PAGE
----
The real-life super-heroes of South African business are to be found in supply chain functions, according to Olakira founder and former Shell South Africa managing director Tanya Kabalin.
As one of the speakers at the SAPICS regional conferences, Kabalin told supply chain professionals that they were the backbone of most organisations – and needed to play a more integral leadership role in modern business.
She urged delegates to help improve not just their systems, processes and technology – the ‘smart’ side of business, but also their organisational health.
“A healthy organisation is able to multiply the value of its smart systems, whereas silos, confusion and company politics may undermine them,” she said.
Addressing recruitment trends in supply chain, Tech-Pro lead executive consultant Zach Mogotsi told delegates in attendance that employment opportunities in the field were likely to remain strong despite the difficult economic times, as companies realise that they can improve their bottom lines through more efficient supply chain management.
Mogotsi presented the results of a recent survey of salaries in supply chain, and stated that the best payers were probably mining and heavy engineering, followed by fast moving consumer goods and manufacturing.
“As a placement company, the demographics for which Tech-Pro recently found jobs for were 58% black, 26% white, 13% Indian and 2% coloured – with the 30-39 year age group making up 45% of placements, against 40% for 20-29 year olds and just 14% for 40 years and over,” said Mogotsi.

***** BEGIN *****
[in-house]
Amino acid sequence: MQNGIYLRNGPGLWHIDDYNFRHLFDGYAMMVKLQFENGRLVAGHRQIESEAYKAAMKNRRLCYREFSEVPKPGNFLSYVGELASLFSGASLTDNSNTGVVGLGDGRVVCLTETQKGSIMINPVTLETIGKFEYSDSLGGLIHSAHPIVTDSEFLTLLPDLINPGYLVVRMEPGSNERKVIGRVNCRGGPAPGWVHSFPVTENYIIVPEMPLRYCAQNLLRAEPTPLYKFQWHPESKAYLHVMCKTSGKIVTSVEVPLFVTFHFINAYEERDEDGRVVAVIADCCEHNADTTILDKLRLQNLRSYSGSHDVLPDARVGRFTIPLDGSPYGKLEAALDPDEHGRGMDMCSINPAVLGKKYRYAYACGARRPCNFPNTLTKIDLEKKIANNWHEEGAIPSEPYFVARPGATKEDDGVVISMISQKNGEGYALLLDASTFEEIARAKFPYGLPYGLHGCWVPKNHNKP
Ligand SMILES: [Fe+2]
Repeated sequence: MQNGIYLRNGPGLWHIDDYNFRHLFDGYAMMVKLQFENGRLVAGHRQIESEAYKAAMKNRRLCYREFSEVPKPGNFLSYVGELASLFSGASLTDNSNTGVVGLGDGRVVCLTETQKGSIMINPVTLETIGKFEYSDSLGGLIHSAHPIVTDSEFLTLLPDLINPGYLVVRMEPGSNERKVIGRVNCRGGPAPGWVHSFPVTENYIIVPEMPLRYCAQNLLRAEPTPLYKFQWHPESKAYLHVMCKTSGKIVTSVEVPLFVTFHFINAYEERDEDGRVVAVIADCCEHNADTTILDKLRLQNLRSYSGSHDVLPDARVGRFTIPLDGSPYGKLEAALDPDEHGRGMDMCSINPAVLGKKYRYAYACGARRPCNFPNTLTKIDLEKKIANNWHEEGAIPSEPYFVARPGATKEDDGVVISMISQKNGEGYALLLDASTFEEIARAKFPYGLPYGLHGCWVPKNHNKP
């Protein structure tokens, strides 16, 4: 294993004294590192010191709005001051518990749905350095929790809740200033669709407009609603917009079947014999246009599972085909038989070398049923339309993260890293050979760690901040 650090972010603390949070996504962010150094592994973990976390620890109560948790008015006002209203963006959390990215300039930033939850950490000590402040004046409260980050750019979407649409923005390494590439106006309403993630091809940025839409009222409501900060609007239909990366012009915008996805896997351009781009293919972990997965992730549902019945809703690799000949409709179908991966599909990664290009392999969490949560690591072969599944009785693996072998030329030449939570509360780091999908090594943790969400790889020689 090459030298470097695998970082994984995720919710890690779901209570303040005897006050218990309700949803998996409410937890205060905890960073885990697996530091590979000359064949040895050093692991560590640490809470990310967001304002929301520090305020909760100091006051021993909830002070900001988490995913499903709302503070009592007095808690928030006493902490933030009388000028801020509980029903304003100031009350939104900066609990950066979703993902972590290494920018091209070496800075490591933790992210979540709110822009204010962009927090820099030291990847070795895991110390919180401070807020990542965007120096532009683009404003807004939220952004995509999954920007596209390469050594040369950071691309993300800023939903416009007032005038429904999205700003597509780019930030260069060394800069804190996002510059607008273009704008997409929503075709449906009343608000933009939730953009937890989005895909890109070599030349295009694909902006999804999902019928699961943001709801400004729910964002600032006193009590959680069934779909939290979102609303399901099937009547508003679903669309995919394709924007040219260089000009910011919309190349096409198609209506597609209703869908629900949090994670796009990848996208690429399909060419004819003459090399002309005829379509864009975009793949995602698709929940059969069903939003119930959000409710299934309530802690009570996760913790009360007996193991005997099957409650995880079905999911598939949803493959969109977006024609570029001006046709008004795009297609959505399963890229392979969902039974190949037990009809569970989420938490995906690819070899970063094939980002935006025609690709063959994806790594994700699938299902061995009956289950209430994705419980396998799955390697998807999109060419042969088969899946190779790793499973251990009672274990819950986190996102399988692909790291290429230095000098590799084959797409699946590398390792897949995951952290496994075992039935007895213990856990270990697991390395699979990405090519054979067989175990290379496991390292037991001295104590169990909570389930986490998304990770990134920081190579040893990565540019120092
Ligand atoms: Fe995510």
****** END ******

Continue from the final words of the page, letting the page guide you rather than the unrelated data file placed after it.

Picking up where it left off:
Keith Launchbury, a US supply chain expert, in his address emphasised that many classical supply chain techniques were simply no longer effective in today’s economy – especially given that markets have evolved in favour of buyers, and supply chains have lengthened as a result of global trade.
This was leading many demand planners to make extensive use of data that was not accurate; so the results of their work, he said, were often ‘precisely wrong’ – and should rather be ‘roughly right’.
According to Launchbury said the industry needed to move from a cost-driven model to a product flow-driven model for planning purposes, emphasising the need to put SMART (strategic, managed, adaptable, robust and tolerate) buffers in place that would absorb the variability of supply and demand.
His colleague, US-based master practitioner, Claire Bloom added to the discussion by giving delegates a practical lesson – putting them to the task of tackling challenges in a fictional company through assuming the various management roles.
Bloom stressed the importance of integrating resources so that quality and processes could be improved, silos could be brought down, and flow could be maximised.
SAPICS took advantage of the Gauteng regional event to announce the winners of the SAPICS Supply Chain Management Education Excellence Awards for 2017, sponsored by TETA. These annual awards, now in the 10th year, recognise excellence in South Africa by organisations and individuals in supply chain education.